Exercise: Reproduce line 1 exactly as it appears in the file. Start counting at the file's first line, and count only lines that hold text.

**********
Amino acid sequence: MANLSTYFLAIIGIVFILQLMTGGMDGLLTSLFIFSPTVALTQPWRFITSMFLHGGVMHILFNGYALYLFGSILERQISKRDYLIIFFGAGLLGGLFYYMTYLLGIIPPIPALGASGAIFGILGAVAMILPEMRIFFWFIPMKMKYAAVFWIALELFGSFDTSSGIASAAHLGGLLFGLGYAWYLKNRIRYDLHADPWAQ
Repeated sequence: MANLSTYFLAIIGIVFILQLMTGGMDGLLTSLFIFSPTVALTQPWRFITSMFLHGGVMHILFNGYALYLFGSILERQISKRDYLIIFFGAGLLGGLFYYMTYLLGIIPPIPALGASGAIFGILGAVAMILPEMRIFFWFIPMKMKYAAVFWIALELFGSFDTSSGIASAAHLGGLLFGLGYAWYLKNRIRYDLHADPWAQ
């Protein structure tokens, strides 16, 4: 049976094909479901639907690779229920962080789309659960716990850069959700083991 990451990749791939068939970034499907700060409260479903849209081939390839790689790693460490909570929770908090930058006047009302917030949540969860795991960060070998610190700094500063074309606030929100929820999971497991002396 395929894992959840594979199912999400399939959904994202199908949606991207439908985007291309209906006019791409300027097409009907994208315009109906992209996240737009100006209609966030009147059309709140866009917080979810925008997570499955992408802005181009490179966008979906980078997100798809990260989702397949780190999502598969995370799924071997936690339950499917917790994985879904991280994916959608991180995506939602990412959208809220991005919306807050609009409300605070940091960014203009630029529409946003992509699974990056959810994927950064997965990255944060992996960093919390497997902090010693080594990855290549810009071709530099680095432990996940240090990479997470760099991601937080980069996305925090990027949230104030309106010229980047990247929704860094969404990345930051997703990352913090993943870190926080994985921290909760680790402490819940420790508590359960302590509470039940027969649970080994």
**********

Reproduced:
Amino acid sequence: MANLSTYFLAIIGIVFILQLMTGGMDGLLTSLFIFSPTVALTQPWRFITSMFLHGGVMHILFNGYALYLFGSILERQISKRDYLIIFFGAGLLGGLFYYMTYLLGIIPPIPALGASGAIFGILGAVAMILPEMRIFFWFIPMKMKYAAVFWIALELFGSFDTSSGIASAAHLGGLLFGLGYAWYLKNRIRYDLHADPWAQ